The rigid three-act structure could’ve felt confining. Each act is set at a key product launch. We don’t really see much of Jobs’ personal life—only what elements of it come to him at these launches. Act one is set in 1984 at the Macintosh launch. Act two is in 1988, during Jobs’ time away from Apple as head of NeXT. Finally, we arrive in 1998 at the beginning of Apple’s “modern” era—the period that marks introduction of Jobs’ greatest innovations. Back with the company he co-founded, the slim, turtle-necked CEO is launching the then-groundbreaking iMac. Instead of confining and claustrophobic, the workplace-only structure feels entirely appropriate for a portrait of the hyper-driven genius.
In a way, Boyle and Sorkin’s film feels like a visually-elaborate stage play. It’s not necessarily a realistic, strictly fact-based approach; there are documentaries about Jobs that fit that particular bill. Here we meet important people in Jobs’ life as they visit him during frantic final moments preceding these product launch events. There’s Joanna (Kate Winslet, disappearing into her Oscar-nominated role), Jobs’ marketing executive and friend. There’s Apple co-founder Steve Wozniak (Seth Rogan, nicely underplaying in a rare dramatic outing). Jeff Daniels is John Sculley, Apple CEO from ’83 to ’93. On a significantly more personal level, we’re introduced to Jobs’ ex Chrisann (Katherine Waterston) and their daughter Lisa (portrayed by a different actress of a different age, one at each product launch; Makenzie Moss, Ripley Sobo, and Perla Haney-Jardine). Steve confounds Chrisann and Lisa by refusing to acknowledge her as his daughter.
Steve Jobs is carefully designed to show not only Jobs’ development as a home-based computing innovator, but also his maturation on an emotional level. Boyle’s approach is, in itself, quite innovative. In order to give each segment a special look to define its era, he had cinematographer Alwin H. Küchler shoot the ’84 segment on 16mm film, the ’88 on 35mm, and the ’98 on digital video. Of course each of the encounters Steve has with professional and personal associates didn’t occur in the manner in which we see them depicted. But Boyle uses the cinematic medium to give the impression that everything we need to know about the man can be gleaned from the context of his work environment. The genre of biopic is limiting in general, so staging the entirety of Jobs’ life within these confines is a daring conceit that pays off. The occasional flashback (to Jobs and Wozniak working out of a garage, for instance) and Boyle’s multi-layered, superimposed visuals are reminders that he and Sorkin know they aren’t presenting a literal “life story,” but rather an interpretation.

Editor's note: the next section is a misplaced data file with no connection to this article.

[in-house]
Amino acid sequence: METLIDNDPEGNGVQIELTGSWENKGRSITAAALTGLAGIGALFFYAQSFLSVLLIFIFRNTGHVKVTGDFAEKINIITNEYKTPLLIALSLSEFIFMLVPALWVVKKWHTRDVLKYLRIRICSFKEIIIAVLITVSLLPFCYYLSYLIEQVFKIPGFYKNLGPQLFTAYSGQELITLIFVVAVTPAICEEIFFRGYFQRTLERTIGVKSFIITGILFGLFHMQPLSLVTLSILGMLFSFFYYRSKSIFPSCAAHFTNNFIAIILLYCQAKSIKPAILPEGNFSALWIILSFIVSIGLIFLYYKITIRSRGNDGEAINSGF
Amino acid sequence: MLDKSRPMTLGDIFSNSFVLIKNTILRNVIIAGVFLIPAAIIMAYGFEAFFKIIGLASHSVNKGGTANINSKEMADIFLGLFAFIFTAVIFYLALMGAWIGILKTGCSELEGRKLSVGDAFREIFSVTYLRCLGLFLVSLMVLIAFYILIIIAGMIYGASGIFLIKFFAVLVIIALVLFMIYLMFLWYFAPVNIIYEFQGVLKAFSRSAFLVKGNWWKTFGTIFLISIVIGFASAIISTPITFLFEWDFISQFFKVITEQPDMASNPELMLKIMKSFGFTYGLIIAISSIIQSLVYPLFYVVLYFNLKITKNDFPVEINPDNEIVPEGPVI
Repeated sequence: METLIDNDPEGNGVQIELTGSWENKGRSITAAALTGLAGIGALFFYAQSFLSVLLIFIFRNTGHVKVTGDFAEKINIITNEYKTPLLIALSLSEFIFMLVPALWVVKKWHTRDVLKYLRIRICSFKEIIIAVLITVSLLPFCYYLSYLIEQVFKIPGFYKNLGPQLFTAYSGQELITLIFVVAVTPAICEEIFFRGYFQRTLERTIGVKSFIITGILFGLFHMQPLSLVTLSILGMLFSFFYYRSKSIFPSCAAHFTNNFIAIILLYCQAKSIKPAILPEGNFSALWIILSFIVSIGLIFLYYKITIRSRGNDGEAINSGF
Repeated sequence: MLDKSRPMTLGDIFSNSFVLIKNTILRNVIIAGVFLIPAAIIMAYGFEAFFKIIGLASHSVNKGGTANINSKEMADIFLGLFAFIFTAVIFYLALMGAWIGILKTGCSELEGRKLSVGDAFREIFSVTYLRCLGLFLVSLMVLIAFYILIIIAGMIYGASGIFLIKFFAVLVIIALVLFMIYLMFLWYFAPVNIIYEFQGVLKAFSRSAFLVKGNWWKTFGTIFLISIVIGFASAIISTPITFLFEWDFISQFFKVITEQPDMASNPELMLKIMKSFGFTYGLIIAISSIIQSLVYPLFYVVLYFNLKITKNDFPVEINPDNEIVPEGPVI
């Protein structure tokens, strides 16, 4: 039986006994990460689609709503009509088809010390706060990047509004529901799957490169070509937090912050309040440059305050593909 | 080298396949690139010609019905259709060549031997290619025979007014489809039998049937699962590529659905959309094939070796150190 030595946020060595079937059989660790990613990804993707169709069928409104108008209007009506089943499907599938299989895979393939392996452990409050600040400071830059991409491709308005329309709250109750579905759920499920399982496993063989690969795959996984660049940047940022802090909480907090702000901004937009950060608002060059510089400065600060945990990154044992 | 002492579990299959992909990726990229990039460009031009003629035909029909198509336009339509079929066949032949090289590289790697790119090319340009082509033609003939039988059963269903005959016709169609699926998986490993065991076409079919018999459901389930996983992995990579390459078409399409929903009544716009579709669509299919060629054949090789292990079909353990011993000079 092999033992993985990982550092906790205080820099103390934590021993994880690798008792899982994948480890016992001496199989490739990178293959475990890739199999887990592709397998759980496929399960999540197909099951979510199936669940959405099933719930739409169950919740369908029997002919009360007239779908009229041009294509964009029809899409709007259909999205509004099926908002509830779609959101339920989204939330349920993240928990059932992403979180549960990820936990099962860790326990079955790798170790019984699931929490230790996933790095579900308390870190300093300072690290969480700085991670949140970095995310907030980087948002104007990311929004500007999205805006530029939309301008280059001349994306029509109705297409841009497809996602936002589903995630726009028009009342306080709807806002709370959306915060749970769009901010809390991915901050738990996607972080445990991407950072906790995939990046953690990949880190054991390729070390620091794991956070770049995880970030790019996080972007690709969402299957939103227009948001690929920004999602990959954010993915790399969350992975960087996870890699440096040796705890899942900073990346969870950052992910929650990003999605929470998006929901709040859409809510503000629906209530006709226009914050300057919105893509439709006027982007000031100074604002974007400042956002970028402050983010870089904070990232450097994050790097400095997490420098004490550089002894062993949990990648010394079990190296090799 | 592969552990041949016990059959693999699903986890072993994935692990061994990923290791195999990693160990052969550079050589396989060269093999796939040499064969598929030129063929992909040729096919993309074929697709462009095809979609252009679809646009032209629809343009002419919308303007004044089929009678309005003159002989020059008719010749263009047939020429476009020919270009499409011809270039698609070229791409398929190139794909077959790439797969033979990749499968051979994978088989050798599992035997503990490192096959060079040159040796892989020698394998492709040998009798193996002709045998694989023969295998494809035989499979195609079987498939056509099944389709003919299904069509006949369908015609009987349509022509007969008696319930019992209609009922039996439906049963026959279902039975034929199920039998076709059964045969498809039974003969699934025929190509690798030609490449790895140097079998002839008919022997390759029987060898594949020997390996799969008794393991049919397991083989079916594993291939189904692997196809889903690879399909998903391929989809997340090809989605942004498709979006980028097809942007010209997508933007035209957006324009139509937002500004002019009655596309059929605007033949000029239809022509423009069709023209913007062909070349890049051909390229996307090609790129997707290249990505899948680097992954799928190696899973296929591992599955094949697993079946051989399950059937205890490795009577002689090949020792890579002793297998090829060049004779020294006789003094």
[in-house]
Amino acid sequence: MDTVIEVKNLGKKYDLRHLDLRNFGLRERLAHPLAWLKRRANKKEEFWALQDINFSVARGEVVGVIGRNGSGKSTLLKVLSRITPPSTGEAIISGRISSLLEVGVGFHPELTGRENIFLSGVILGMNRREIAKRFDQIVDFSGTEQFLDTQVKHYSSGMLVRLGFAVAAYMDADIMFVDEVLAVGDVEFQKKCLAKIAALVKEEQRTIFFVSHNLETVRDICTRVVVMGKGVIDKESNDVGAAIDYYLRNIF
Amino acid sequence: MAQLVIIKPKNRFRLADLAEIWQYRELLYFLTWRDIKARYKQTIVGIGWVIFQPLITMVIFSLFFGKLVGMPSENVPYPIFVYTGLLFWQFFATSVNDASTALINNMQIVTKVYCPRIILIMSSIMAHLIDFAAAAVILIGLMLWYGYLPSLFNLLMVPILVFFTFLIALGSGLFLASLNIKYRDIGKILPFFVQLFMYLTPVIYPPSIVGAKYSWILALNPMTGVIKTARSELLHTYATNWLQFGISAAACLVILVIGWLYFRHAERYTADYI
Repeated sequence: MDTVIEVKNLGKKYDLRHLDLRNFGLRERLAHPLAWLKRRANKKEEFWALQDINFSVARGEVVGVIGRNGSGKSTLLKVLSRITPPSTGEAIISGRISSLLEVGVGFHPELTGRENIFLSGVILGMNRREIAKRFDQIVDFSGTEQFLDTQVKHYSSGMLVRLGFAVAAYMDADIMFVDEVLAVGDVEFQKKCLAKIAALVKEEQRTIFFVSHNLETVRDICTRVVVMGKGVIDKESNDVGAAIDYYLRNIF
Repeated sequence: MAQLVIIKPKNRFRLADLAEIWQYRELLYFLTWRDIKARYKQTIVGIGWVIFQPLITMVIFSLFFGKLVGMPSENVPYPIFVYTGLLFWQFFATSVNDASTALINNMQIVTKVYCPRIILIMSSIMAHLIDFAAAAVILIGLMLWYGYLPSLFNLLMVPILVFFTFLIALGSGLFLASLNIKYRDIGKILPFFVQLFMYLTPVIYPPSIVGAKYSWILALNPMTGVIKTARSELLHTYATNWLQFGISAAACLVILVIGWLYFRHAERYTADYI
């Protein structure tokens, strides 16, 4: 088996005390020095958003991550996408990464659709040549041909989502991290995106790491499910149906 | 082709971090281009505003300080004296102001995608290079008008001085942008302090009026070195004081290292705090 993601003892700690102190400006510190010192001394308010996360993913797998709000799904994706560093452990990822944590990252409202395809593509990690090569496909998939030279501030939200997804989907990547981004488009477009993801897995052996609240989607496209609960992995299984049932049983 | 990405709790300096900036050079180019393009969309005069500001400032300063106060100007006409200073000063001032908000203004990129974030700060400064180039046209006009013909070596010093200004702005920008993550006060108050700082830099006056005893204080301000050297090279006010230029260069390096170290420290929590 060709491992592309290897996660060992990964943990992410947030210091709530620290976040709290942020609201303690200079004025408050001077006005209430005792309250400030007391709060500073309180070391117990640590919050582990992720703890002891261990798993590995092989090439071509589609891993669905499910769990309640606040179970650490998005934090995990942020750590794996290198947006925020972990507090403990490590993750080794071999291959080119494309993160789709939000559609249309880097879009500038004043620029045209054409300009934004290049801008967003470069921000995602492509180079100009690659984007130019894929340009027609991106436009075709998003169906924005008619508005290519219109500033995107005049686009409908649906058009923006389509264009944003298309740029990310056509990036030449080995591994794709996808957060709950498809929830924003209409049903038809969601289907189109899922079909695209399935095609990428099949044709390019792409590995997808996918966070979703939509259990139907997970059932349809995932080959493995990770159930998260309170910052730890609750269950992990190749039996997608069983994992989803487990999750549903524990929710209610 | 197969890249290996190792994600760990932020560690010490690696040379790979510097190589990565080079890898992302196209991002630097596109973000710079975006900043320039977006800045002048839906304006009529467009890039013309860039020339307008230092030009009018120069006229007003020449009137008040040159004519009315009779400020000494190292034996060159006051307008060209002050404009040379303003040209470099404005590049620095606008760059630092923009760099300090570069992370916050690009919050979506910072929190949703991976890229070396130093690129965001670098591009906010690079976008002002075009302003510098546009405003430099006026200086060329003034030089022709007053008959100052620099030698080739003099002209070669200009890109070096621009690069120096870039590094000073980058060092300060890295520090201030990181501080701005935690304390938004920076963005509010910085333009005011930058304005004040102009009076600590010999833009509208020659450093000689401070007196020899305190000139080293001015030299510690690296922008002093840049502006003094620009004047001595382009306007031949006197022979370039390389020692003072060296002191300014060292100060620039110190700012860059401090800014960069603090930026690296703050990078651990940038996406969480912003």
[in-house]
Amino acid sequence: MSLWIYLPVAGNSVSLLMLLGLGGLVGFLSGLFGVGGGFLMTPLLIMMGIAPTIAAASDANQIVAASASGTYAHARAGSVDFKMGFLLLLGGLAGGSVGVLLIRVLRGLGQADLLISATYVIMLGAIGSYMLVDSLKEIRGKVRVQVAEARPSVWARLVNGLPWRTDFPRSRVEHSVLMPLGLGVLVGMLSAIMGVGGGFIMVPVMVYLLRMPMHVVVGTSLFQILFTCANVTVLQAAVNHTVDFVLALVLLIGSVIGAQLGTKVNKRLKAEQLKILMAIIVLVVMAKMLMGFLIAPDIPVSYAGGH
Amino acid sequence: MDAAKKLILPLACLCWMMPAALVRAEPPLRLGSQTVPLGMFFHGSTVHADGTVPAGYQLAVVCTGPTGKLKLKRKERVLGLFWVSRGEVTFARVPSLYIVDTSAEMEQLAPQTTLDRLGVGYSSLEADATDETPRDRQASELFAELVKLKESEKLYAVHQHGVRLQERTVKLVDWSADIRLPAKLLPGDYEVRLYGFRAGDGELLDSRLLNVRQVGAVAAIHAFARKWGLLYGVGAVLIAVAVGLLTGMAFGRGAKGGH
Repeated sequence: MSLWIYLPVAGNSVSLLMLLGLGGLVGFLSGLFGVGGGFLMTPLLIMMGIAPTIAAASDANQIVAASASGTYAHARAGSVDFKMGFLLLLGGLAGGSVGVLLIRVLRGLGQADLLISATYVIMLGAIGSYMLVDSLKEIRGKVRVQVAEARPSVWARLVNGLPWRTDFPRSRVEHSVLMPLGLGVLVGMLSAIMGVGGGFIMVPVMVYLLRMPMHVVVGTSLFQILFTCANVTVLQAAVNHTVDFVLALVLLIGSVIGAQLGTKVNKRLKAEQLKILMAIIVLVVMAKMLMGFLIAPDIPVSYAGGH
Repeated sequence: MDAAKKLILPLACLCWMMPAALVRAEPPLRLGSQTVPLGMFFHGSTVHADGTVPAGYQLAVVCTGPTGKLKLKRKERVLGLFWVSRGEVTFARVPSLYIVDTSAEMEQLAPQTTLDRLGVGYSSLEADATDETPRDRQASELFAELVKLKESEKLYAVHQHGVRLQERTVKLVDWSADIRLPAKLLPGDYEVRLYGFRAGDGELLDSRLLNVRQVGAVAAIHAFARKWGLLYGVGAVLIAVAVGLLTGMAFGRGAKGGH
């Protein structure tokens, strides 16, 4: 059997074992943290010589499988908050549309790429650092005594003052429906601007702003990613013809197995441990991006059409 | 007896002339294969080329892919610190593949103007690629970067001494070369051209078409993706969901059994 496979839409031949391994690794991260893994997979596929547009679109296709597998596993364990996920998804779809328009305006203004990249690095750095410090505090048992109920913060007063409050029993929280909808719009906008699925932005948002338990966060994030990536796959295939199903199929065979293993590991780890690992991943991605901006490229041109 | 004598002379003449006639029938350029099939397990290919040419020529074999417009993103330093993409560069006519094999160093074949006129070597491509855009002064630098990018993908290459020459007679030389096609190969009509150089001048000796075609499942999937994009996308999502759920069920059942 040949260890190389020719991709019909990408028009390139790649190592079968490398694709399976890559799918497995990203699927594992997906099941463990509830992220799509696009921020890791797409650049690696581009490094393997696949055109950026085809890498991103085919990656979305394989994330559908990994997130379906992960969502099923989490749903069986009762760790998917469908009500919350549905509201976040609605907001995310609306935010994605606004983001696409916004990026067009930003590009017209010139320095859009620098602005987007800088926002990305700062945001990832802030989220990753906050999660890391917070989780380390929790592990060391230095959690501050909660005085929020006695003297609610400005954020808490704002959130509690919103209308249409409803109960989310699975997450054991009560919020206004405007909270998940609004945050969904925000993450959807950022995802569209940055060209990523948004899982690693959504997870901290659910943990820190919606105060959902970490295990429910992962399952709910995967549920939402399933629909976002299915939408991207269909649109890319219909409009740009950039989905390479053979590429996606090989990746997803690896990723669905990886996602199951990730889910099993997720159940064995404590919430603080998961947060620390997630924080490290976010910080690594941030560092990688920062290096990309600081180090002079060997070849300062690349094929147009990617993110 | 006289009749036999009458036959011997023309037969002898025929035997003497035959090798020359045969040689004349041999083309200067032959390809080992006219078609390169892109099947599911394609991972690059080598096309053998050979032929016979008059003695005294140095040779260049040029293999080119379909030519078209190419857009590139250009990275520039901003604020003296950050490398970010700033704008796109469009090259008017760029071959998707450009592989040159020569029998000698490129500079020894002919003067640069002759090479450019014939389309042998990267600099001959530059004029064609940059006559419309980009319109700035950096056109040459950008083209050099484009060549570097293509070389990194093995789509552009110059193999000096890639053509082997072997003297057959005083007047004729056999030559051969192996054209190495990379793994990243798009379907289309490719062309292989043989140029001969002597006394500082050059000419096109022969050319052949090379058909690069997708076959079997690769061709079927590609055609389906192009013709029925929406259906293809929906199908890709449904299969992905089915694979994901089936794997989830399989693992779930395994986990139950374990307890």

The aforementioned trio of shooting formats allows for Universal’s outstanding Blu-ray to display a variety of visual textures. The DTS-HD MA 5.1 surround mix neatly balances overlapping voices and Daniel Pemberton’s hypnotic score. As for special features on the Blu-ray combo pack (which includes DVD and Digital HD versions), there are two audio commentary tracks: one by director Boyle, the other by writer Sorkin and editor Elliot Graham. “Inside Jobs: The Making of Steve Jobs” is not your typical EPK fluff piece. Divided into three parts (totally about 45 minutes), this is an interesting look at the creation of the film that fans will want to watch.
Though it failed to ignite the box office upon its fall 2015 theatrical release, Steve Jobs is a bold biopic loaded with excellent performances and grounded by a fascinatingly complex lead role by Michael Fassbender. Don’t miss it.